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his mind on this subject in rather a large way. john e-mailed me to say, the prime minister solemnly declared on national television shortly before the last -- yes, solemnly, and i am solemn as well -- shortly before the last general election that tax credits would not be affected. is there any reason why this change has come about or any reason why we should believe the prime minister on any assurances he gives in relation to tax credits? prime minister cameron: what we said before the election is that we would reduce welfare by £12 billion as part of getting the deficit down, part of getting the economy growing, and part of creating 2 million jobs. that is what happened at the election, and we are keeping our promises by delivering that stronger economy. he talks about something strange happening. something quite strange did happen last night. we had a vote on tax credits and the deputy leader of the labour party did not turn up. can he explain that strange outing?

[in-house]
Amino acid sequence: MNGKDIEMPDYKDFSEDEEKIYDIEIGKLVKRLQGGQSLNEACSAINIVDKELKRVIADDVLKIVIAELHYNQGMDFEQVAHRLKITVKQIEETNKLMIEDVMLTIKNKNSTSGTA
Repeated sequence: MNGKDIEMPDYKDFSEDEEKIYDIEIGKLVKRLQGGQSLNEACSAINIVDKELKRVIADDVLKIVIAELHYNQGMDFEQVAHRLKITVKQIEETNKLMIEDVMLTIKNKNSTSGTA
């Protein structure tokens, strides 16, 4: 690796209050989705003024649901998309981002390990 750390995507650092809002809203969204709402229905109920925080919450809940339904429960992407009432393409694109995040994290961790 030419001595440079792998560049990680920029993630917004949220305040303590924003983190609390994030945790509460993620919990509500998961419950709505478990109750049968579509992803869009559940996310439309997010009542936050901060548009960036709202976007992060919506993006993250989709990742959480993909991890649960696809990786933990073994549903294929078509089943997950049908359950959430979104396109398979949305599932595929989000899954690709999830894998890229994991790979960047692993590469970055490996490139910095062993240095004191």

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jeremy corbyn: if the prime minister cannot answer now on tax credits and the devastation thank you. and the devastation that the cuts are causing to many people's lives, can i ask him to deal with another subject, the steel industry? does he appreciate the devastating effects that the government's non-intervention in the steel industry is having on so many people? i have got a question from a maintenance fitter at the tata steelworks in scunthorpe. he is helping to produce steel for network rail and many companies that were exporting it. he wants to know what the prime minister is going to do to support the steel industry and its workers facing redundancy. is it not time to walk the walk rather than talk the talk about